Please read, please stay current and please stay engaged as activists and advocates for women and girls. We are at the frontlines of women’s health care and we have a professional obligation and responsibility to the populations we serve. 


Clinical Associate Professor, School of Nursing, University of Minnesota

NPWH Statement on Abortion Bans

The National Association of Nurse Practitioners in Women’s Health (NPWH) is alarmed that lawmakers are working to pass new laws banning and restricting abortion access – imposing professional, civil, and criminal penalties on clinicians who provide safe, high-quality abortion care to their patients. We are also troubled and paying close attention to new discussions and political debates regarding contraception and the autonomy of women’s bodies.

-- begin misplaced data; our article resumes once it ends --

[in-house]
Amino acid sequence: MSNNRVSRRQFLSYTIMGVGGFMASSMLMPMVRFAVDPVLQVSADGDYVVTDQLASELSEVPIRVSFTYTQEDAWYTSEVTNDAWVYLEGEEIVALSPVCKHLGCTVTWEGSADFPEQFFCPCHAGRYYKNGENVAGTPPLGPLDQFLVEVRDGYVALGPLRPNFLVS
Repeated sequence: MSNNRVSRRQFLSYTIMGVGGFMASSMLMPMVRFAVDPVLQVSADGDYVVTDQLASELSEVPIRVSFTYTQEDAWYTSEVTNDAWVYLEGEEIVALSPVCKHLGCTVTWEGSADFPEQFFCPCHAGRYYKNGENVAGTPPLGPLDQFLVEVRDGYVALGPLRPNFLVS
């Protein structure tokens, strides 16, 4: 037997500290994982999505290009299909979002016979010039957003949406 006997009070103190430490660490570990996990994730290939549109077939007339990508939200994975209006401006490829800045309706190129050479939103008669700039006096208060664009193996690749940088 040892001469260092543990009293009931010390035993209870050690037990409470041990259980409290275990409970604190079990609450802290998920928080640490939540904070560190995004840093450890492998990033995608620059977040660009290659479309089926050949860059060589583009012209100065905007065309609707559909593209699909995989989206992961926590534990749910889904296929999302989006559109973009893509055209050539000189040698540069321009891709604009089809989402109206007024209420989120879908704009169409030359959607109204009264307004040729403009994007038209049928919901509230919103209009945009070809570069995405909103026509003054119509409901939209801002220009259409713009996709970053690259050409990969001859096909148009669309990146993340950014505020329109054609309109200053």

As these disturbing events continue to unfold, NPWH re-asserts our mission statement, which values “protecting and promoting a woman’s right to make her own choices regarding her health within the context of her personal, religious, cultural, and family beliefs.”

Nurse practitioners understand that it is crucial to have the ability to provide women with compassionate, individualized healthcare built on sound science and evidence-based practice. We are committed to offering safe choices and equal access to all women.